After Webb had gone into Mr. Cordell’s office, Penny debated her next action. Could Webb and Cordell be friends? Or was this merely a business call? In any case, the two men were obviously of such different type and personality that she failed to understand what basis there might be for a friendship.

Deciding she could accomplish nothing by waiting and questioning Mr. Cordell, she left the office. As she passed down the corridor, an open window at its far end, drew her attention.

Pausing for an instant, she glanced out upon the rooftop of the Riverview Star building. The tin flooring, only a few feet below the level of the sill, easily could be reached by anyone climbing through the window.

Tempted to take a short cut to the office, Penny impulsively stepped through the opening. From the rooftop she could see the city spread out below in rigid pattern, and to the eastward, the winding river.

Crossing the dusty floor to the skylight above the Star photography room, Penny peered curiously down. No one was visible below.

“I wonder if a person really could get through that skylight,” she speculated. “It would be quite a feat, but I believe it could be done.”

A star athlete in high school, Penny felt a challenge. Giving no thought to her clothes, she squeezed through the narrow opening and snagged her sweater. As she freed herself, she noticed a tiny bit of blue cloth that had impaled itself on the nail.

The cloth was not from Penny’s garments, and looked as if it might have been torn from a man’s wool suit. Freeing it from the nail, she slipped it into her pocket for later examination.

Now, with her feet dangling into space, she considered how she was to get down into the room below. No longer was it possible to swing from the opening to the top of a filing cabinet, for Salt had carefully moved the heavy case to the far side of the room.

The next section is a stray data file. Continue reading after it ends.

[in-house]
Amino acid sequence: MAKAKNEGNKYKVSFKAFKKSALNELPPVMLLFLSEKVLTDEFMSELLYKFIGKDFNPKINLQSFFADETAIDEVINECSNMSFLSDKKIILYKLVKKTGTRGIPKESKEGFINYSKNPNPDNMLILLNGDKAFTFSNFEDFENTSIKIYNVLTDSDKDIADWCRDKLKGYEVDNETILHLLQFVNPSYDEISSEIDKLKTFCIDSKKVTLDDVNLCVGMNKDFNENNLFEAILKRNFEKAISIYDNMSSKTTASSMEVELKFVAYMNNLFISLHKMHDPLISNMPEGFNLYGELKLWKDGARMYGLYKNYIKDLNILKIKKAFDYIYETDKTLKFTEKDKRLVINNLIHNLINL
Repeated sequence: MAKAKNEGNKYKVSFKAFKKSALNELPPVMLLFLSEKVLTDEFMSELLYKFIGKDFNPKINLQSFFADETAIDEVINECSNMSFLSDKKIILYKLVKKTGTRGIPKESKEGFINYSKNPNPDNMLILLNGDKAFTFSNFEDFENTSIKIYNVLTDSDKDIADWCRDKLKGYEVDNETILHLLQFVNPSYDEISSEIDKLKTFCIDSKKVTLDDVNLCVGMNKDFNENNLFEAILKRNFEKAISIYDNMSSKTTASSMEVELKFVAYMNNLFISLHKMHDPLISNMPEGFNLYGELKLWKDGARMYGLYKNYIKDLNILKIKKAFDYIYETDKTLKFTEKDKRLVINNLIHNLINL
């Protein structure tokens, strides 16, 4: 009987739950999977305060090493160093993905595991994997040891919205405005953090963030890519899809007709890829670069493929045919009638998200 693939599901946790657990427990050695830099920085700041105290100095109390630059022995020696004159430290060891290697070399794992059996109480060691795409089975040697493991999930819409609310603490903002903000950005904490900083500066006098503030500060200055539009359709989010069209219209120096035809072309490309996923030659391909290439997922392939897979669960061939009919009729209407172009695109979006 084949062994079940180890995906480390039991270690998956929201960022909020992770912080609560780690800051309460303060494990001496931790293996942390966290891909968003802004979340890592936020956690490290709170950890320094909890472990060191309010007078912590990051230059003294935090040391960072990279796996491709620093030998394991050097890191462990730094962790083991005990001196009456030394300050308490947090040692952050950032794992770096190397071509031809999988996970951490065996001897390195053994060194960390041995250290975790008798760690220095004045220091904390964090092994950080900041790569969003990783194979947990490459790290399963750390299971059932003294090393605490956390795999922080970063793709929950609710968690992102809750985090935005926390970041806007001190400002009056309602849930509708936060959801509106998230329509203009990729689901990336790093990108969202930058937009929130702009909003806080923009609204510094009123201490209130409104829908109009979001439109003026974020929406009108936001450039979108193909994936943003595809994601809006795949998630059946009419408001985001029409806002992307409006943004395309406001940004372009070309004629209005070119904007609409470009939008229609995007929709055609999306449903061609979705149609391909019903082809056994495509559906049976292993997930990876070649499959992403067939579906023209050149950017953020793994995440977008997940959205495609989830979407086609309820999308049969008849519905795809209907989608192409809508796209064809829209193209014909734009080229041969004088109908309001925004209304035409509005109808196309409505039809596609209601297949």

Seizing the skylight chain, Penny swung downward. The tiny brass rings cut into her hands and half-way down, she was forced to let go, dropping to the floor with a loud thump.

From the inner photography room came a terrified scream. Elda Hunt, her face white with fear, appeared in the doorway.

“You!” she exclaimed, recovering from the shock of Penny’s unexpected entry.

“Now take it easy, Elda,” Penny advised, brushing dirt from her sweater. “I was only experimenting.”


“I wanted to see if it would be possible for a person to get into this room through the skylight. It is possible!”

“You don’t say!” Elda commented sarcastically. “I’ll bet you were the one who pulled that stunt in the first place!”

“How ridiculous!” Penny was irritated. Not wishing to discuss the matter, she turned and walked out of the photography room.

In the corridor she met Salt Sommers who stopped her to ask when they were to visit Professor Bettenridge in the country.

“Eight o’clock tonight, if you’re willing to go,” Penny said eagerly. “I very much want to see the professor demonstrate his ray machine for Mr. Johnson.”

“And I want to find out what became of my camera,” Salt added grimly. “Is it a date?”

Penny nodded.

“Then suppose we start right after dinner. Can you meet me here at seven o’clock?”

“Let’s make it a little earlier,” Penny suggested. “I have a hunch that by getting there before the start of the demonstration we may learn more.”

“Okay,” agreed Salt. “Make it six-thirty.”

Having over-stayed her lunch hour, Penny quickly washed her grimy hands and returned to her desk. As she sat down at the typewriter, she noticed a sealed letter thrust behind the roller. Addressed to her, the writing was in a bold scrawl she did not recognize.

Curiously, she scanned the message. It was written on cheap tablet paper and had been signed with Ben Bartell’s name.

“See me if you can,” was all it said. “I have a little information about the Snark.”

Tucking the note into her pocketbook, Penny began to plan how she could visit Ben that day. She would not be off until five o’clock, and she had promised to meet Salt at six-thirty. If she were to get any dinner and see Ben at the waterfront, it would mean fast stepping.

Only by an effort of will could Penny keep her mind on the work before her. There were rewrites to do, and an interesting feature. At four-thirty with two stories yet to be done, she became panicky that she could not finish on time. But by really digging in, she completed the stories exactly on the dot of five, and with a tired sigh of relief, dropped them into Editor DeWitt’s wire copy basket.